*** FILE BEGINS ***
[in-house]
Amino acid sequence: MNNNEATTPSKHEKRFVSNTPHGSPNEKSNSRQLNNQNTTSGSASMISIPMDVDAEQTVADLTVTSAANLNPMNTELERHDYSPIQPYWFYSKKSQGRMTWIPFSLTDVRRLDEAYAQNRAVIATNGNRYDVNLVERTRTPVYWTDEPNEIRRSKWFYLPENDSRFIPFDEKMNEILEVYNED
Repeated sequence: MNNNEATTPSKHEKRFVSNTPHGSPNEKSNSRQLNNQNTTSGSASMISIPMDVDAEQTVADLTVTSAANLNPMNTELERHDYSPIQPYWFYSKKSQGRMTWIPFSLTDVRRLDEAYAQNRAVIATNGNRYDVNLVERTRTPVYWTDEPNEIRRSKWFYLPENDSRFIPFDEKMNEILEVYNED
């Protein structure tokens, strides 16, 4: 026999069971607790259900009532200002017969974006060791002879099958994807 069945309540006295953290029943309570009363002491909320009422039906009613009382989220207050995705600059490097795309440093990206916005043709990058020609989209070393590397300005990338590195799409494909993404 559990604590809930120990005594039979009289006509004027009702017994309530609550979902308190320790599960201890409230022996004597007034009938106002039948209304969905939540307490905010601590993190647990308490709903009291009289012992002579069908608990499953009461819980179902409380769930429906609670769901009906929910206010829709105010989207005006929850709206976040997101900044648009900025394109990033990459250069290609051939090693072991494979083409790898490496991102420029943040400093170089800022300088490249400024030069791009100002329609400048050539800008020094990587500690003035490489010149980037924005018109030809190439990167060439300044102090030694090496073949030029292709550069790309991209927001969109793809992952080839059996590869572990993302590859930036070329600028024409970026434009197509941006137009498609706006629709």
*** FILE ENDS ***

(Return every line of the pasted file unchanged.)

[in-house]
Amino acid sequence: MNNNEATTPSKHEKRFVSNTPHGSPNEKSNSRQLNNQNTTSGSASMISIPMDVDAEQTVADLTVTSAANLNPMNTELERHDYSPIQPYWFYSKKSQGRMTWIPFSLTDVRRLDEAYAQNRAVIATNGNRYDVNLVERTRTPVYWTDEPNEIRRSKWFYLPENDSRFIPFDEKMNEILEVYNED
Repeated sequence: MNNNEATTPSKHEKRFVSNTPHGSPNEKSNSRQLNNQNTTSGSASMISIPMDVDAEQTVADLTVTSAANLNPMNTELERHDYSPIQPYWFYSKKSQGRMTWIPFSLTDVRRLDEAYAQNRAVIATNGNRYDVNLVERTRTPVYWTDEPNEIRRSKWFYLPENDSRFIPFDEKMNEILEVYNED
């Protein structure tokens, strides 16, 4: 026999069971607790259900009532200002017969974006060791002879099958994807 069945309540006295953290029943309570009363002491909320009422039906009613009382989220207050995705600059490097795309440093990206916005043709990058020609989209070393590397300005990338590195799409494909993404 559990604590809930120990005594039979009289006509004027009702017994309530609550979902308190320790599960201890409230022996004597007034009938106002039948209304969905939540307490905010601590993190647990308490709903009291009289012992002579069908608990499953009461819980179902409380769930429906609670769901009906929910206010829709105010989207005006929850709206976040997101900044648009900025394109990033990459250069290609051939090693072991494979083409790898490496991102420029943040400093170089800022300088490249400024030069791009100002329609400048050539800008020094990587500690003035490489010149980037924005018109030809190439990167060439300044102090030694090496073949030029292709550069790309991209927001969109793809992952080839059996590869572990993302590859930036070329600028024409970026434009197509941006137009498609706006629709």